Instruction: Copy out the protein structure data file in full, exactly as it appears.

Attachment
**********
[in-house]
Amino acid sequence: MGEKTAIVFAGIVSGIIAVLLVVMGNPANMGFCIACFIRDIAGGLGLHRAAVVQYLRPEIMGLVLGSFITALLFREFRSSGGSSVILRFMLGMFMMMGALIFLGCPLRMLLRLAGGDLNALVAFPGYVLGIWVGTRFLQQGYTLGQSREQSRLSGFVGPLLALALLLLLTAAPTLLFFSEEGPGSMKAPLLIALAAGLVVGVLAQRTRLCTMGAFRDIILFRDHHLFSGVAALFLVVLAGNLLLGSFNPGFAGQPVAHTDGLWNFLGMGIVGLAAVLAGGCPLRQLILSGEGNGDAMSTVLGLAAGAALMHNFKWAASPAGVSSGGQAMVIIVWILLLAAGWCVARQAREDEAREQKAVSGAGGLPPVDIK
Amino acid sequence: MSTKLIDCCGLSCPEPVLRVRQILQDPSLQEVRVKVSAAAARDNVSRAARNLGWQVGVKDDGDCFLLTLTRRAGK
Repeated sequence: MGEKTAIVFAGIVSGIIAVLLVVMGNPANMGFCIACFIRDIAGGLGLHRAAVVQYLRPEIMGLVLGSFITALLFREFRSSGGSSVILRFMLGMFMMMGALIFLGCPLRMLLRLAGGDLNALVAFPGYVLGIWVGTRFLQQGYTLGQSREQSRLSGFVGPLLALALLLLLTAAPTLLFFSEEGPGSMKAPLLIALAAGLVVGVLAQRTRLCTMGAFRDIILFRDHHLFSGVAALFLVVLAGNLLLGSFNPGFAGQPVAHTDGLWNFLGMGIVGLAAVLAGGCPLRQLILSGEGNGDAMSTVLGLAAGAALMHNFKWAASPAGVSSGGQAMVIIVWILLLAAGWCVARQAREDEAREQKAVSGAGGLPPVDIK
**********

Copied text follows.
[in-house]
Amino acid sequence: MGEKTAIVFAGIVSGIIAVLLVVMGNPANMGFCIACFIRDIAGGLGLHRAAVVQYLRPEIMGLVLGSFITALLFREFRSSGGSSVILRFMLGMFMMMGALIFLGCPLRMLLRLAGGDLNALVAFPGYVLGIWVGTRFLQQGYTLGQSREQSRLSGFVGPLLALALLLLLTAAPTLLFFSEEGPGSMKAPLLIALAAGLVVGVLAQRTRLCTMGAFRDIILFRDHHLFSGVAALFLVVLAGNLLLGSFNPGFAGQPVAHTDGLWNFLGMGIVGLAAVLAGGCPLRQLILSGEGNGDAMSTVLGLAAGAALMHNFKWAASPAGVSSGGQAMVIIVWILLLAAGWCVARQAREDEAREQKAVSGAGGLPPVDIK
Amino acid sequence: MSTKLIDCCGLSCPEPVLRVRQILQDPSLQEVRVKVSAAAARDNVSRAARNLGWQVGVKDDGDCFLLTLTRRAGK
Repeated sequence: MGEKTAIVFAGIVSGIIAVLLVVMGNPANMGFCIACFIRDIAGGLGLHRAAVVQYLRPEIMGLVLGSFITALLFREFRSSGGSSVILRFMLGMFMMMGALIFLGCPLRMLLRLAGGDLNALVAFPGYVLGIWVGTRFLQQGYTLGQSREQSRLSGFVGPLLALALLLLLTAAPTLLFFSEEGPGSMKAPLLIALAAGLVVGVLAQRTRLCTMGAFRDIILFRDHHLFSGVAALFLVVLAGNLLLGSFNPGFAGQPVAHTDGLWNFLGMGIVGLAAVLAGGCPLRQLILSGEGNGDAMSTVLGLAAGAALMHNFKWAASPAGVSSGGQAMVIIVWILLLAAGWCVARQAREDEAREQKAVSGAGGLPPVDIK